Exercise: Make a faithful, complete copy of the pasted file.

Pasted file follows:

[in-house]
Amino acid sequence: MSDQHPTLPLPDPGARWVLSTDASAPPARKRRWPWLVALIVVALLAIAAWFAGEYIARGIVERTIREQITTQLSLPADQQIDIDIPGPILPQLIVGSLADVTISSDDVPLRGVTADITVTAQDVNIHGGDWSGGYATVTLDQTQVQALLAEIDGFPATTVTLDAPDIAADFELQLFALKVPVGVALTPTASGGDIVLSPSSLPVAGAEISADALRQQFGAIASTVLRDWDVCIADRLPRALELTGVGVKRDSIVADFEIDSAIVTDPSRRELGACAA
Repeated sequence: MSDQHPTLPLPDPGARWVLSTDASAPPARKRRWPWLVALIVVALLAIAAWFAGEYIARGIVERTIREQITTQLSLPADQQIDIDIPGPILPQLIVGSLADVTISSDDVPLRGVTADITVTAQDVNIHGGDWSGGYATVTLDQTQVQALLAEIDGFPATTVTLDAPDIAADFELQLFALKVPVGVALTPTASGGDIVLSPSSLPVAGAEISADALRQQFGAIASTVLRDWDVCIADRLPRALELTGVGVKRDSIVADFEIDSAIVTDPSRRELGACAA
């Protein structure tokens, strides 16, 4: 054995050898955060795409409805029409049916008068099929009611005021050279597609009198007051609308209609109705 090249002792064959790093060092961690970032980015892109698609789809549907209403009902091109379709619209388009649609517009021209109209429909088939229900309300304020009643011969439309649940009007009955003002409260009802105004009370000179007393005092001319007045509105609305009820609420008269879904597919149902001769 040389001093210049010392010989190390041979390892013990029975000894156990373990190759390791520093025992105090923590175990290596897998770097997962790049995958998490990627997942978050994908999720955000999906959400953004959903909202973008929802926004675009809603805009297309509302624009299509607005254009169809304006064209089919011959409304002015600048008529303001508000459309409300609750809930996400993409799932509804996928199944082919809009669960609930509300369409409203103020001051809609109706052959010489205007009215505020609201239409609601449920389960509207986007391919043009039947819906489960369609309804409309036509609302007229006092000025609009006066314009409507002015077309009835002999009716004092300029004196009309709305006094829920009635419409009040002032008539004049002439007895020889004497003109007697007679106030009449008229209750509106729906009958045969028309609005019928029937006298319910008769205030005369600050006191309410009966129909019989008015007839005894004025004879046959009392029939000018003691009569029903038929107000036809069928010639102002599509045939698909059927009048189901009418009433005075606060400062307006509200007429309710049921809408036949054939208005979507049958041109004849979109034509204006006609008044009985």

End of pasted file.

[in-house]
Amino acid sequence: MSDQHPTLPLPDPGARWVLSTDASAPPARKRRWPWLVALIVVALLAIAAWFAGEYIARGIVERTIREQITTQLSLPADQQIDIDIPGPILPQLIVGSLADVTISSDDVPLRGVTADITVTAQDVNIHGGDWSGGYATVTLDQTQVQALLAEIDGFPATTVTLDAPDIAADFELQLFALKVPVGVALTPTASGGDIVLSPSSLPVAGAEISADALRQQFGAIASTVLRDWDVCIADRLPRALELTGVGVKRDSIVADFEIDSAIVTDPSRRELGACAA
Repeated sequence: MSDQHPTLPLPDPGARWVLSTDASAPPARKRRWPWLVALIVVALLAIAAWFAGEYIARGIVERTIREQITTQLSLPADQQIDIDIPGPILPQLIVGSLADVTISSDDVPLRGVTADITVTAQDVNIHGGDWSGGYATVTLDQTQVQALLAEIDGFPATTVTLDAPDIAADFELQLFALKVPVGVALTPTASGGDIVLSPSSLPVAGAEISADALRQQFGAIASTVLRDWDVCIADRLPRALELTGVGVKRDSIVADFEIDSAIVTDPSRRELGACAA
């Protein structure tokens, strides 16, 4: 054995050898955060795409409805029409049916008068099929009611005021050279597609009198007051609308209609109705 090249002792064959790093060092961690970032980015892109698609789809549907209403009902091109379709619209388009649609517009021209109209429909088939229900309300304020009643011969439309649940009007009955003002409260009802105004009370000179007393005092001319007045509105609305009820609420008269879904597919149902001769 040389001093210049010392010989190390041979390892013990029975000894156990373990190759390791520093025992105090923590175990290596897998770097997962790049995958998490990627997942978050994908999720955000999906959400953004959903909202973008929802926004675009809603805009297309509302624009299509607005254009169809304006064209089919011959409304002015600048008529303001508000459309409300609750809930996400993409799932509804996928199944082919809009669960609930509300369409409203103020001051809609109706052959010489205007009215505020609201239409609601449920389960509207986007391919043009039947819906489960369609309804409309036509609302007229006092000025609009006066314009409507002015077309009835002999009716004092300029004196009309709305006094829920009635419409009040002032008539004049002439007895020889004497003109007697007679106030009449008229209750509106729906009958045969028309609005019928029937006298319910008769205030005369600050006191309410009966129909019989008015007839005894004025004879046959009392029939000018003691009569029903038929107000036809069928010639102002599509045939698909059927009048189901009418009433005075606060400062307006509200007429309710049921809408036949054939208005979507049958041109004849979109034509204006006609008044009985």